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Composing Your First Piano Work

 

Editors comment/ This article is a 'must read' for anyone seriously thinking of composing their own piano music. Mandy Weems talks you through each step and explains each component of composition.

Composing.  Every pianist has heard the word and knows what it means, but few can do it well.  Some try their whole lives to be able to compose one piece of music, and others seem to be able to crank out beautiful compositions all the time.  And, while it seems to come naturally to some, how do they constantly produce beautiful melodies, instrumentals, and wondrous music that can take us far away.

 

These gifted musicians have a certain way that they create their piano compositions and they use this method for every composition that they create.  No one can tell you your specific formula for creating a great musical composition, since there are many different steps and areas to think about when you are ready to compose.  To help you find your method, here are the main components of composition and a bit about each one to show you exactly what is involved with each area of composition.

 

Theme – What is your composition about?  What are you trying to convey to the listener?  Springtime, a thunderstorm, another country, love, sadness?  There are millions of different themes and emotions that music can evoke in any listener, and you should have a general idea of what your composition will be about.  Once you have this theme for your music, you'll find that the composition process will go a lot easier.  While you are creating the other areas of your piano score, keep your theme in mind so you don't stray from it.  Write it down on a sheet of paper and keep it in front of you, almost like a goal that you are trying to reach with your composition.  The theme is the life of your composition and you should always keep it close to your heart, and your fingers, while you work.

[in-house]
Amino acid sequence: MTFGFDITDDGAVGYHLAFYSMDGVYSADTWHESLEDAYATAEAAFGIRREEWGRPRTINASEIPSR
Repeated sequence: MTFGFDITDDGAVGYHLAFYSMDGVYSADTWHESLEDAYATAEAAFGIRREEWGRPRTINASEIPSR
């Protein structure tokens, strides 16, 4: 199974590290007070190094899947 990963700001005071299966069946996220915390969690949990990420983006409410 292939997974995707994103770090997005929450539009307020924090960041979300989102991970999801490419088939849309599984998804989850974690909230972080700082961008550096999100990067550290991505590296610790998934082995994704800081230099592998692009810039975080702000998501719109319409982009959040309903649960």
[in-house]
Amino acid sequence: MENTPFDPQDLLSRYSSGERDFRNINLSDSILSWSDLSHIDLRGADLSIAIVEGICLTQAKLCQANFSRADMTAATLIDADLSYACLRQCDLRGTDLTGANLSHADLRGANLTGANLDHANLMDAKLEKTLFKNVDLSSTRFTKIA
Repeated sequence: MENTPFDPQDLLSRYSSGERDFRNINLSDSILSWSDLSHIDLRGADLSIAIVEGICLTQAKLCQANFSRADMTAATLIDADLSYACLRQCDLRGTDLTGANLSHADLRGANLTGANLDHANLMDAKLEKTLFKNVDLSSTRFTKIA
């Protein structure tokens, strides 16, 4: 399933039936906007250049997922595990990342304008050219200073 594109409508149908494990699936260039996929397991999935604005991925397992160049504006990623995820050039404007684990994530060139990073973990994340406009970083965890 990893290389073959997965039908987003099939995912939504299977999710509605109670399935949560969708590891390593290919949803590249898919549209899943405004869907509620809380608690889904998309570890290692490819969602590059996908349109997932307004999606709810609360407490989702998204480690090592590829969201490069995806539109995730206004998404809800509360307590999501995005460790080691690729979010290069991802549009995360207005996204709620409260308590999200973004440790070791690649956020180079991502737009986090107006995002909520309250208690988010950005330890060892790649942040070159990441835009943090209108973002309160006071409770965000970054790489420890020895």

Melody – When you decided to compose a piece of music, you probably already had a small strain of music in your mind.  This strain is your melody and should be the focal point of your composition.  It was probably this strain that led you to your theme or vise versa, and the two should always work hand in hand.  For example, if your theme is love, then a cacophony of percussion and hard hitting notes isn’t the best way to go about conveying your love to the listener.  But, wonderful melodies that melt the heart with soft and warm winds and piano strains would be better suited to create an atmosphere of love in your composition.  Once your theme and melody are aligned, the rest of your composition will be a lot easier to create.  Use your base melody and expand on it throughout the piece, allowing it to grow and move you where it wants you to go.  Your melody will help you move to your chorus, which will be the next focal point of your composition.

Chorus – This is the strain of music that will be repeated at least twice in your composition.  It can be as simple as a few lines of music, or as complex as a whole page, depending on the length and the theme of your music.  The chorus is the one area of your composition that every listener will recognize the second time they hear it and know that it is the chorus.  It is also where your theme and melody should meet flawlessly and allow your listener to see that thunderstorm, hear those springtime birds, or visualize those waves crashing on the beach.  The chorus is what will keep your composition together and give you a base to work from for the remaining parts of the work.